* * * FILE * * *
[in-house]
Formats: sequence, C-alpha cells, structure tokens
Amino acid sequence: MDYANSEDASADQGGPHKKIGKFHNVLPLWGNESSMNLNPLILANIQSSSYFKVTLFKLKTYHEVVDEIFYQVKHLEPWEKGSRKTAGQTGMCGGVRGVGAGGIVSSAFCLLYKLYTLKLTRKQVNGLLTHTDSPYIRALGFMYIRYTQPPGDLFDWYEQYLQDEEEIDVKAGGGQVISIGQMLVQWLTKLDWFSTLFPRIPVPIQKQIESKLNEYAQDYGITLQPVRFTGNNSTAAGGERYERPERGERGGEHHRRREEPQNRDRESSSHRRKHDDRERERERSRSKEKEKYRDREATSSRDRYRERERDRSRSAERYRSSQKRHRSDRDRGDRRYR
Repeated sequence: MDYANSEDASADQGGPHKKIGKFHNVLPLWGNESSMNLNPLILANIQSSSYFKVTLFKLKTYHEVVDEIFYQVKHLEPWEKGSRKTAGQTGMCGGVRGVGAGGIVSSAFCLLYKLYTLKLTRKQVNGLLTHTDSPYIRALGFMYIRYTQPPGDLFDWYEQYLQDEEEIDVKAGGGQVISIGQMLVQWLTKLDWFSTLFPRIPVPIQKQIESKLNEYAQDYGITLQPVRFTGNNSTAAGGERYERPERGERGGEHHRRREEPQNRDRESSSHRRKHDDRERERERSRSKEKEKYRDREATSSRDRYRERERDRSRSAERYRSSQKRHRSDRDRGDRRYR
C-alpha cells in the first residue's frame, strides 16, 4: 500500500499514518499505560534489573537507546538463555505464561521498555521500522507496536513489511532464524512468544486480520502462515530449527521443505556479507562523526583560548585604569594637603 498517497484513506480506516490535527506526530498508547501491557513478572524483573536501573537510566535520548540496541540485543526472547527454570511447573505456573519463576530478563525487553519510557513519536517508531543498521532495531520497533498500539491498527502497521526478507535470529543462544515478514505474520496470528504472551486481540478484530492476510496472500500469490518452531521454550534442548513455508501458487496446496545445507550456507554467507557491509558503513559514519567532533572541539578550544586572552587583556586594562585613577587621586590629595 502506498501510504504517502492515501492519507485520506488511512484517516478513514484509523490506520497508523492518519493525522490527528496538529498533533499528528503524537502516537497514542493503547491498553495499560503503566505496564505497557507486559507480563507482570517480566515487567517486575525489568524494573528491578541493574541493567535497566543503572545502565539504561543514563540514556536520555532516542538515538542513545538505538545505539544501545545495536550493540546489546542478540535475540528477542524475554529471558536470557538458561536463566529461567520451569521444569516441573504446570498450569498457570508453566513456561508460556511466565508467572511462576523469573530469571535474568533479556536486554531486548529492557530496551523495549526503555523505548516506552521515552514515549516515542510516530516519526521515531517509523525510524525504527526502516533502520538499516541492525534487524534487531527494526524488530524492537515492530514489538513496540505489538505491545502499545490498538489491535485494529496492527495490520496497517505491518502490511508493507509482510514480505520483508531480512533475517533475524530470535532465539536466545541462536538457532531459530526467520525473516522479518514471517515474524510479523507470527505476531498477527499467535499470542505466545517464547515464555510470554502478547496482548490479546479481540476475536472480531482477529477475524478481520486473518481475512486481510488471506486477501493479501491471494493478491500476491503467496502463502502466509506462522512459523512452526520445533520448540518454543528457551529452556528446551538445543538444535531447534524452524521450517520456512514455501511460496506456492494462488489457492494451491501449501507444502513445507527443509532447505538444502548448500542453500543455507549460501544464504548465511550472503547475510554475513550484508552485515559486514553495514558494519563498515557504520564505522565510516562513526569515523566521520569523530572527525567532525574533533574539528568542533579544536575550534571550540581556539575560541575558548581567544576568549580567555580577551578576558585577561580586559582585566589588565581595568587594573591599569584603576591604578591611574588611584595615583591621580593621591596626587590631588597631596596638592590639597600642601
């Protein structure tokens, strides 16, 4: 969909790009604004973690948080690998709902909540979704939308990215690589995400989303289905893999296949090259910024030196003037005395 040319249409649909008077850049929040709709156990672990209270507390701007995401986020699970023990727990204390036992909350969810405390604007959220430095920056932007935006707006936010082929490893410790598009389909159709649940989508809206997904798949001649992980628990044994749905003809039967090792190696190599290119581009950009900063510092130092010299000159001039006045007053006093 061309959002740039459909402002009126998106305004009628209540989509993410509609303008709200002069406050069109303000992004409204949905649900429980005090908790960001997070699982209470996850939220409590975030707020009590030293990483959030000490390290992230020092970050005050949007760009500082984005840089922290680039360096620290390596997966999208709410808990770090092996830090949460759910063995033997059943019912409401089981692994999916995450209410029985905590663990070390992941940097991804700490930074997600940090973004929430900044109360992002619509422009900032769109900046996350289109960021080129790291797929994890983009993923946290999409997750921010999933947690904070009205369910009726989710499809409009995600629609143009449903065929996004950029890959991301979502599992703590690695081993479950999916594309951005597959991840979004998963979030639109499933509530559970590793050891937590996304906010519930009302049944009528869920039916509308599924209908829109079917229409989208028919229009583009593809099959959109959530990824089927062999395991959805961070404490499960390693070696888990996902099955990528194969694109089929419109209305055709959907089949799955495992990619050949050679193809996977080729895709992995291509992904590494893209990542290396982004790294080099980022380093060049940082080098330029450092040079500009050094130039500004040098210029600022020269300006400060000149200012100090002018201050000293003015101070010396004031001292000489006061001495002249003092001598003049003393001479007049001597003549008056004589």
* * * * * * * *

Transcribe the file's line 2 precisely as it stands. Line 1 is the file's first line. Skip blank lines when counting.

Formats: sequence, C-alpha cells, structure tokens